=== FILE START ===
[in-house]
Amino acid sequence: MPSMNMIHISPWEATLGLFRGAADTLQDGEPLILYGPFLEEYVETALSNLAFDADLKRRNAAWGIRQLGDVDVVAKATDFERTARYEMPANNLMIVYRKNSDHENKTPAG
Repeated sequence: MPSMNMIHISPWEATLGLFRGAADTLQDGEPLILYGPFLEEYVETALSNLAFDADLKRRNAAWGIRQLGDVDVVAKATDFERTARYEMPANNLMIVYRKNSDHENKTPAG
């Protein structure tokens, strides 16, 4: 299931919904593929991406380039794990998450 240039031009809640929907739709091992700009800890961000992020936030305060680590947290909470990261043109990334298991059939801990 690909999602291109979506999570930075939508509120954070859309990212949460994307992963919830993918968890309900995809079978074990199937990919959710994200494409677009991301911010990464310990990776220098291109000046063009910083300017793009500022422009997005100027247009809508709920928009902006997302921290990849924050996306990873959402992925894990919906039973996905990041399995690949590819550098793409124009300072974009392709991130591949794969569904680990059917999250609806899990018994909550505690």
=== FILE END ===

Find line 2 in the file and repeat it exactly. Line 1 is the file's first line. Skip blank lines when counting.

Amino acid sequence: MPSMNMIHISPWEATLGLFRGAADTLQDGEPLILYGPFLEEYVETALSNLAFDADLKRRNAAWGIRQLGDVDVVAKATDFERTARYEMPANNLMIVYRKNSDHENKTPAG